Coaches Canned, Ferentz & Rhoads, Bye Murph Stache

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It was Black Sunday in the college football world.  Ron Zook got the hook, and there was no surprise there.  Aside from the Rose Bowl year in 2007 he was at Illinois what he was at Florida-great recruiter, average in-game coach.  The Illini were the first team in FBS history to start 6-0 and finish 0-6.

I’m a little more surprised by Turner Gill.  Three years ago he was the hottest name in the game for what he’d done at Buffalo.  I remember watching his first game at KU, a 6-3 loss to North Dakota State, and it just didn’t seem like a good fit.  Gill went 5-19 in two years, the exact same record as Gene Chizik at Iowa State.  I think Gill will pop up somewhere else and do well, probably at the non-BCS level again.

Other coaches out or rumored to be gone-Paul Wulff (Washington State), Rick Neuheisel (UCLA), Dennis Erickson (Arizona State), Larry Porter (Memphis), Neil Callaway (UAB).

Not on that list to the disappointment of some Hawkeye fans-Kirk Ferentz.  I’ll say this, I do think there needs to be a shakeup on the staff.  Things are growing stale on both sides and they need an infusion of new ideas.  What’s most concerning is that some players(Vandenberg in particular) seem to be regressing as the season goes on.  And yes, I think Ferentz is overpaid for the results he’s gotten the last two years.  But I saw some things on Friday that changed my mind about the situation at the top.

I know there’s a portion of the fans who think Iowa is a coaching change away from becoming a consistent BCS team, if not occasional national title contender.  In truth, I think Iowa is closer to being a coaching change away from becoming a 4-6 win program.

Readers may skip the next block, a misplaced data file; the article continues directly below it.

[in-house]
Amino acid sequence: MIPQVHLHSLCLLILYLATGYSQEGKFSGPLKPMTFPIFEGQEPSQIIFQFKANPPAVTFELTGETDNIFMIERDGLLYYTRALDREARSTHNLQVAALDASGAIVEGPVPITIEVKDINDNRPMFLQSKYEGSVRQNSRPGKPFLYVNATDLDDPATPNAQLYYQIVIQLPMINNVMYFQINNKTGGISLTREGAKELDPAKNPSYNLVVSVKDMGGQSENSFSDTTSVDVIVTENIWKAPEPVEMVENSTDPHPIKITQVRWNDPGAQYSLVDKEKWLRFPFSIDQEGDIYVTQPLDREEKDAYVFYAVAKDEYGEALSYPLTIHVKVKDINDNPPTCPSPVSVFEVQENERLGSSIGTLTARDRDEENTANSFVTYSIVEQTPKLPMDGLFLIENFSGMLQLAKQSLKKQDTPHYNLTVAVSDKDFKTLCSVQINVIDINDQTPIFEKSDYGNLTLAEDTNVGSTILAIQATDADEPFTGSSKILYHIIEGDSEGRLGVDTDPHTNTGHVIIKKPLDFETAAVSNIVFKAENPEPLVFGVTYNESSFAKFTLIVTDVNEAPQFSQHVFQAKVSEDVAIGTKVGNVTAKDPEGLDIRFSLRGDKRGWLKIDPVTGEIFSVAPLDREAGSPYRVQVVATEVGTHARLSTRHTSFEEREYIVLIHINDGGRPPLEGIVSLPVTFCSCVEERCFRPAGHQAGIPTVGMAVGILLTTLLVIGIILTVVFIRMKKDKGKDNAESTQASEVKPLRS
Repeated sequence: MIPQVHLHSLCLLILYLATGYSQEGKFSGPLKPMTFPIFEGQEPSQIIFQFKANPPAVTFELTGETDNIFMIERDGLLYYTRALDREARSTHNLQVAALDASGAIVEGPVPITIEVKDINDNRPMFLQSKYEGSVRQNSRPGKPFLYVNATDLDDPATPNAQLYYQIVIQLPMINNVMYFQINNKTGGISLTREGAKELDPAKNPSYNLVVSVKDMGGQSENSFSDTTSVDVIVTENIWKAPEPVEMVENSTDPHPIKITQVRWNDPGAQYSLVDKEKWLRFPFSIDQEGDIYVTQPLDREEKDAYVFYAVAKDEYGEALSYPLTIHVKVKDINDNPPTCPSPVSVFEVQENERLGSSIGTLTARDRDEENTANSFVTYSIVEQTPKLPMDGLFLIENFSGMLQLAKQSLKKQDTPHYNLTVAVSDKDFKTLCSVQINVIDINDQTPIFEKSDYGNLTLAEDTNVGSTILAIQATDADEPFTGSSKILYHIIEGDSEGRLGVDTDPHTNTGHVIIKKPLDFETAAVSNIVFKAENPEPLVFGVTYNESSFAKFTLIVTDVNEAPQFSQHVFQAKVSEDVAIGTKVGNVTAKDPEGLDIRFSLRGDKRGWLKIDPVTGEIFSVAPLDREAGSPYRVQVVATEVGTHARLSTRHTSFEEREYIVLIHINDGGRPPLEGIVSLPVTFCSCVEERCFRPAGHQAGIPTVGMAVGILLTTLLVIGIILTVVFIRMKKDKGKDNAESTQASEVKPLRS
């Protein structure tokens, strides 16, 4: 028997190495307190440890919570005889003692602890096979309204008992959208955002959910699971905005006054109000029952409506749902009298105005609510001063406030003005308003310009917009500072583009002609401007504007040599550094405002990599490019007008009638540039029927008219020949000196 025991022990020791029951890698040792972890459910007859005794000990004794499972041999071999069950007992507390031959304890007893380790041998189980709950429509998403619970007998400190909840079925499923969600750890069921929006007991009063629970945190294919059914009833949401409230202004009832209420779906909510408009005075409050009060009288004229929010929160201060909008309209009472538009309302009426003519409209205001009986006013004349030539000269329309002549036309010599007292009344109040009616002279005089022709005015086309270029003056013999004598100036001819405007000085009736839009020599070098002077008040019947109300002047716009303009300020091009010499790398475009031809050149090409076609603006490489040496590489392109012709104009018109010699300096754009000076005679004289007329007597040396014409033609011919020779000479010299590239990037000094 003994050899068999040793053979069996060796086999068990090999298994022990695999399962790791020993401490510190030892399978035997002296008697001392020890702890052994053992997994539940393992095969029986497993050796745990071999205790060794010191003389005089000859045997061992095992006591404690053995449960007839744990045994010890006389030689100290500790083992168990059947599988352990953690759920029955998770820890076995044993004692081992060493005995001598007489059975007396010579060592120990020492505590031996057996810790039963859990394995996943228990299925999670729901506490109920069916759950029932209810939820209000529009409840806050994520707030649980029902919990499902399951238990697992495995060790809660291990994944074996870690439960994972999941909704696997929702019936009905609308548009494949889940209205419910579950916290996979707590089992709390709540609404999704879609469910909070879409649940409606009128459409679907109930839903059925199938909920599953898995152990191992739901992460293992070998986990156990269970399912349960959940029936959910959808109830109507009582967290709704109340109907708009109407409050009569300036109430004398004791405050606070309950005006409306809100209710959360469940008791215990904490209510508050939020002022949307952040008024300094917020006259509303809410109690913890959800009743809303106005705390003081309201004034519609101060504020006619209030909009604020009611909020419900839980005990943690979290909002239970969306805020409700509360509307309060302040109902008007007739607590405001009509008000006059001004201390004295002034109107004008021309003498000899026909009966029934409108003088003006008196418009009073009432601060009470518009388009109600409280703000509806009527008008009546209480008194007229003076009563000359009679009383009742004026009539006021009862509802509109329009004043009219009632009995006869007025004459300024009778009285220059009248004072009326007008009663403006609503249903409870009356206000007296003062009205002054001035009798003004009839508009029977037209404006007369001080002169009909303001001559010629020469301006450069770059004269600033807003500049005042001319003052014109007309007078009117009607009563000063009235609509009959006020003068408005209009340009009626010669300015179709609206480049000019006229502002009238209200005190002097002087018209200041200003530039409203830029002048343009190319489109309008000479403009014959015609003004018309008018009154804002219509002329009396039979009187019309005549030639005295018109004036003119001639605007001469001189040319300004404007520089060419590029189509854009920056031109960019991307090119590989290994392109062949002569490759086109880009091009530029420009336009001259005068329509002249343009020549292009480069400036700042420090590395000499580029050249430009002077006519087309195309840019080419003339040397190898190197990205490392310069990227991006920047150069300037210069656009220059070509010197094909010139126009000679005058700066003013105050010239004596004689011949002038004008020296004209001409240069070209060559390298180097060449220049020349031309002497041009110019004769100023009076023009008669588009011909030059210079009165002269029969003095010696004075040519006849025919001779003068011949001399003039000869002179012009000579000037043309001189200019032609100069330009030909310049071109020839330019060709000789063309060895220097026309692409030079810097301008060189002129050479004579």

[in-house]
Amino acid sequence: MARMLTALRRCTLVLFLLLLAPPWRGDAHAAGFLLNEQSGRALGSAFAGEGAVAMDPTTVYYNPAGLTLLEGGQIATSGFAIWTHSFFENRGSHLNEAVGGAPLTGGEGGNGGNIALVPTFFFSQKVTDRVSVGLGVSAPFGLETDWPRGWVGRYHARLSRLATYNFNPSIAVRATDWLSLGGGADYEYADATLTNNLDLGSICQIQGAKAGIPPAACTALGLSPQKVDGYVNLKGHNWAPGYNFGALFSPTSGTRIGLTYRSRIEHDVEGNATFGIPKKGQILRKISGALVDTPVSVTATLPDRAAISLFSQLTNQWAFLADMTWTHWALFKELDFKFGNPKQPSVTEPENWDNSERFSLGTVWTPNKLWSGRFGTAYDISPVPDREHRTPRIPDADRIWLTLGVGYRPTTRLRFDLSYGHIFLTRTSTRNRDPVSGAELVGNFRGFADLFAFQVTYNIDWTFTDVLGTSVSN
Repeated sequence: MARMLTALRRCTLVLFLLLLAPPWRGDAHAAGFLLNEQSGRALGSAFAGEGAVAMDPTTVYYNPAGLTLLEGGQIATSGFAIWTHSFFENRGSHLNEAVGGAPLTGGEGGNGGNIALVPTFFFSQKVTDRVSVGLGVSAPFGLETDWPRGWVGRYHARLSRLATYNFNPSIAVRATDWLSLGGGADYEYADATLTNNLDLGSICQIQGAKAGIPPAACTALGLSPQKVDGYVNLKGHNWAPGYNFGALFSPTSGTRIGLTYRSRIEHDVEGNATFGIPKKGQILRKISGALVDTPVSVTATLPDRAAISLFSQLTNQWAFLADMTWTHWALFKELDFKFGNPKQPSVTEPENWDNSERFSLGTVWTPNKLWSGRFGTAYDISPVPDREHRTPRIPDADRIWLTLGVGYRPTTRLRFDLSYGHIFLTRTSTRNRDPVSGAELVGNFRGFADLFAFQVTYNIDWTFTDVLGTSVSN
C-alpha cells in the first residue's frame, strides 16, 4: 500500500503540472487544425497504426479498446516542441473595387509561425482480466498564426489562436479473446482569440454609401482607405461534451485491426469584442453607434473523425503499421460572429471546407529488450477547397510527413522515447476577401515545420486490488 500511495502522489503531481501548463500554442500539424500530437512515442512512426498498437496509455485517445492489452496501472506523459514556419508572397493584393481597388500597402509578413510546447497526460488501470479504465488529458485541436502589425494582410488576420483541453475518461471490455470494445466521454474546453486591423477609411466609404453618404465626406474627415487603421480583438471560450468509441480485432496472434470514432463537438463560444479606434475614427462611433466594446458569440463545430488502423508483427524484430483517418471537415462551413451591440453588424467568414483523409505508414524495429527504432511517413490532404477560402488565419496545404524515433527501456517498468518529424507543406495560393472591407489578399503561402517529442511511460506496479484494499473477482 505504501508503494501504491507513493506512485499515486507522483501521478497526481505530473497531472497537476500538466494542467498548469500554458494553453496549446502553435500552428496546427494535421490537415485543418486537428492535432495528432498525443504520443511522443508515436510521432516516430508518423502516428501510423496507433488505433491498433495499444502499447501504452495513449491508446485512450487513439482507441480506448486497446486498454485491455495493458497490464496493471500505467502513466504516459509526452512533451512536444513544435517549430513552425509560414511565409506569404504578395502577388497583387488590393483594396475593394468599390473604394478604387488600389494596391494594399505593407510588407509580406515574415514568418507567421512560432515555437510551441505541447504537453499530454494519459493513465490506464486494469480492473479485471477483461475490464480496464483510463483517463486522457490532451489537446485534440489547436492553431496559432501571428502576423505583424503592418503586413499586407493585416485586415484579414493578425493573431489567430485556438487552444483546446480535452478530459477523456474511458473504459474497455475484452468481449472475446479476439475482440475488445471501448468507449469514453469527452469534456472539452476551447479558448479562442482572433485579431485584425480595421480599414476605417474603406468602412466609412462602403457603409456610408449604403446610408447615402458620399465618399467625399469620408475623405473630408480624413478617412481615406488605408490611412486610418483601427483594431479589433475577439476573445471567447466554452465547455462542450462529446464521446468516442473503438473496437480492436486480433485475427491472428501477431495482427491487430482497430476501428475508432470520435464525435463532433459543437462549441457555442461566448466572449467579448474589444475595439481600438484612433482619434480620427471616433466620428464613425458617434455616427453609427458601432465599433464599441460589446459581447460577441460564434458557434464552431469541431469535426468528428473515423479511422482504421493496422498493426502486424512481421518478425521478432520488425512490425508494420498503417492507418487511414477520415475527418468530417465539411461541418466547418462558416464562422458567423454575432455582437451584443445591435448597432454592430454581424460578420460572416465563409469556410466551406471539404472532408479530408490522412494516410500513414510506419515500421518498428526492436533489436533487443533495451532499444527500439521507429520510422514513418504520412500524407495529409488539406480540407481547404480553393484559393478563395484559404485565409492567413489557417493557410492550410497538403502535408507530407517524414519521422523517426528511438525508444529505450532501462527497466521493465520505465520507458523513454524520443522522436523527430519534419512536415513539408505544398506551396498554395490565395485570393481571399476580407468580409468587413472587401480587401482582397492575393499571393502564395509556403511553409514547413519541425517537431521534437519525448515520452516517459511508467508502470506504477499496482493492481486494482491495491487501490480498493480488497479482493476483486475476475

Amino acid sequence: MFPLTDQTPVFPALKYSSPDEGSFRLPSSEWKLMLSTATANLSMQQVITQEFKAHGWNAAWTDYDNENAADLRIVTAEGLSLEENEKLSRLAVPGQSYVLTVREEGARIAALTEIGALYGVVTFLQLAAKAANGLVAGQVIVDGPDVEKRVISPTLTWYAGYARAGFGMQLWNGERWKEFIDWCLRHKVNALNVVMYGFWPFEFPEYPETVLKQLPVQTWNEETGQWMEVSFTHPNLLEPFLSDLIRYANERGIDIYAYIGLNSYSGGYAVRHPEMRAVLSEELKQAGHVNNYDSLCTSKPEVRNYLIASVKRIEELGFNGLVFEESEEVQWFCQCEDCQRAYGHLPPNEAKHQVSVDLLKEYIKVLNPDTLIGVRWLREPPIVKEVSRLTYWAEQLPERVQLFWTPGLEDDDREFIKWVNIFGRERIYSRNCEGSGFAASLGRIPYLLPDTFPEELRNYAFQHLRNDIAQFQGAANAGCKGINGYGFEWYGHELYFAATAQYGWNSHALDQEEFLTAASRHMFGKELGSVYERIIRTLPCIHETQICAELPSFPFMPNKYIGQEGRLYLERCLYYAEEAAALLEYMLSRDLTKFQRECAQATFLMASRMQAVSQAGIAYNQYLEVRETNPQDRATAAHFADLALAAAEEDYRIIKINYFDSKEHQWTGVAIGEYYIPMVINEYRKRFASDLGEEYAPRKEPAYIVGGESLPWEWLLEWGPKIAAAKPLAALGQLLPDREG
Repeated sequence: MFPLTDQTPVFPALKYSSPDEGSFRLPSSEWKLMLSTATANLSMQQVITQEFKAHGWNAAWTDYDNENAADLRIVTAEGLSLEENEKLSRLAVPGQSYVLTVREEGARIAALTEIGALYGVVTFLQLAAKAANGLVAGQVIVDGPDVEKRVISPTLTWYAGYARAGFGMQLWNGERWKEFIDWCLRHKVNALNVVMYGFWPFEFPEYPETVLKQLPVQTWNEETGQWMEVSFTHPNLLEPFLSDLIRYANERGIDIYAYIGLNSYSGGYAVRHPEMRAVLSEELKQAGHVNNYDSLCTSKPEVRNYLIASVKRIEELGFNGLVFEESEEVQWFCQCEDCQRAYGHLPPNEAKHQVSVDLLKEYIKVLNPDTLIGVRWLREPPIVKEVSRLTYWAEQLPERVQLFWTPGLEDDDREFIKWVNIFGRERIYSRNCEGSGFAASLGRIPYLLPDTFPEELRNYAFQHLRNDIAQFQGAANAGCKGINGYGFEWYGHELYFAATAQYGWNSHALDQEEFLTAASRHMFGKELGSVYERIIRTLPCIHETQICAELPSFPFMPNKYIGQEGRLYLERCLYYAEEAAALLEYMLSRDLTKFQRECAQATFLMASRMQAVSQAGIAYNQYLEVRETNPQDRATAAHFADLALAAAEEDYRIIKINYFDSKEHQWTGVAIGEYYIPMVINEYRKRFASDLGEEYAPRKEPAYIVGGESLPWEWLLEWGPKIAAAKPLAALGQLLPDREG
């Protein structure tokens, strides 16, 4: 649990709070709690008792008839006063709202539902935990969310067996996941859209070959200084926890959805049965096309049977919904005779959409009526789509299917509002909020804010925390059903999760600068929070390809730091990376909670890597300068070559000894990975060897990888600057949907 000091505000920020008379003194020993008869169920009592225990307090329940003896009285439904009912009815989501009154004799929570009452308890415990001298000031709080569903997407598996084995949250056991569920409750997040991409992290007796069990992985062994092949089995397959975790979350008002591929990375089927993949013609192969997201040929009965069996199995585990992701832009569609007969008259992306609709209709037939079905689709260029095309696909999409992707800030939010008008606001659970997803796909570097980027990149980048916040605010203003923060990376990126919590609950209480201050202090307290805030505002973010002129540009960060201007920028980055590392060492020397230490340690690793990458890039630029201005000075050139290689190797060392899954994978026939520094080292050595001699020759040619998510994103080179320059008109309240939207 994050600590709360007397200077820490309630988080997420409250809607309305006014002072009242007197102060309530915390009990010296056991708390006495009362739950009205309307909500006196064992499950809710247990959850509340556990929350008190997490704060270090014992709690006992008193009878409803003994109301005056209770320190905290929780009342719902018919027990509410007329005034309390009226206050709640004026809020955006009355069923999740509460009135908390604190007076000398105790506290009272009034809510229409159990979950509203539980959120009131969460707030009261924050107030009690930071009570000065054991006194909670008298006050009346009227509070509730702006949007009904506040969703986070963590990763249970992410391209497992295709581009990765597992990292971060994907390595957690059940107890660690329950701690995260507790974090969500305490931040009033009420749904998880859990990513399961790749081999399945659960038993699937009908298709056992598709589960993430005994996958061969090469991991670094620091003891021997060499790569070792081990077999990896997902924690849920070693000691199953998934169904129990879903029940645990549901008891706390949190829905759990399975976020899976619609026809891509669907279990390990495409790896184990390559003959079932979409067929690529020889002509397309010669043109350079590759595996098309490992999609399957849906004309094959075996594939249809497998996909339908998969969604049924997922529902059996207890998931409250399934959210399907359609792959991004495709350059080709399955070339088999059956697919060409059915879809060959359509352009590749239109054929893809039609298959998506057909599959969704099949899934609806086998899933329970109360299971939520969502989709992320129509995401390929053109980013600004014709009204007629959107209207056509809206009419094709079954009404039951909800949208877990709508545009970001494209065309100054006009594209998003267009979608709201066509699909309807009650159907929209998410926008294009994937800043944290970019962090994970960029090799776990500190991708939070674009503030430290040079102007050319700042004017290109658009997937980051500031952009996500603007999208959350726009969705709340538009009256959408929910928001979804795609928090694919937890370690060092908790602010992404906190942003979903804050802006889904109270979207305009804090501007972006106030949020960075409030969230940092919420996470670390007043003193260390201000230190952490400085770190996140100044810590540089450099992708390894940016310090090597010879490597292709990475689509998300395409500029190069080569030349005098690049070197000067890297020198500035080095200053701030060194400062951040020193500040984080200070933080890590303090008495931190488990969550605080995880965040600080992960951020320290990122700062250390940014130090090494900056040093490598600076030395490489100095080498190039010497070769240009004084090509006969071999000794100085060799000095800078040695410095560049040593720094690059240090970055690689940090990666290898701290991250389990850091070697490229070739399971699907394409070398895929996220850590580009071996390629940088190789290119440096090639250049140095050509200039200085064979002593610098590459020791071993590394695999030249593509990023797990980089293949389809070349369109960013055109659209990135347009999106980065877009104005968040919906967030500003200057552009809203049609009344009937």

All summer I was warned by people in the know that once I got a look at Nebraska’s facilities I’d see just how far behind Iowa was.  I scoffed because the Huskers haven’t been the Huskers since Tom Osborne left.  After seeing it firsthand Friday, I was dead wrong.  While Iowa is making strides, they still have a LONG way to catch up to NU.  Below is a photo of Nebraska’s press box and suites.  They are building an IDENTICAL structure on the other side of the stadium which will raise capacity to between 90-100 thousand.  Get ready for a new arms race in the Big Ten like nothing we’ve ever seen.

But here’s the thing-for all Nebraska’s money and facilities, it only takes one terrible hire at head coach to screw it all up.  Enter Bill Callahan.  But Nebraska and other programs with similar facilities and resources (Michigan with RichRod or Ohio State) can afford the occasional swing and miss because chances are they won’t fall too far down by the time they can get a good coach in.  In my lifetime, Iowa has only had two coaches-Hayden Fry and Ferentz, 32 years since Fry took over in the 1979 season.  Anyone remember Jerry Burns?  Ray Nagel?  Frank Lauterbur?  Bob Commings?  Those were your Hawkeye coaches from 1961-1978, roughly half the span of Fry-Ferentz.  Iowa never had a winning season in that stretch.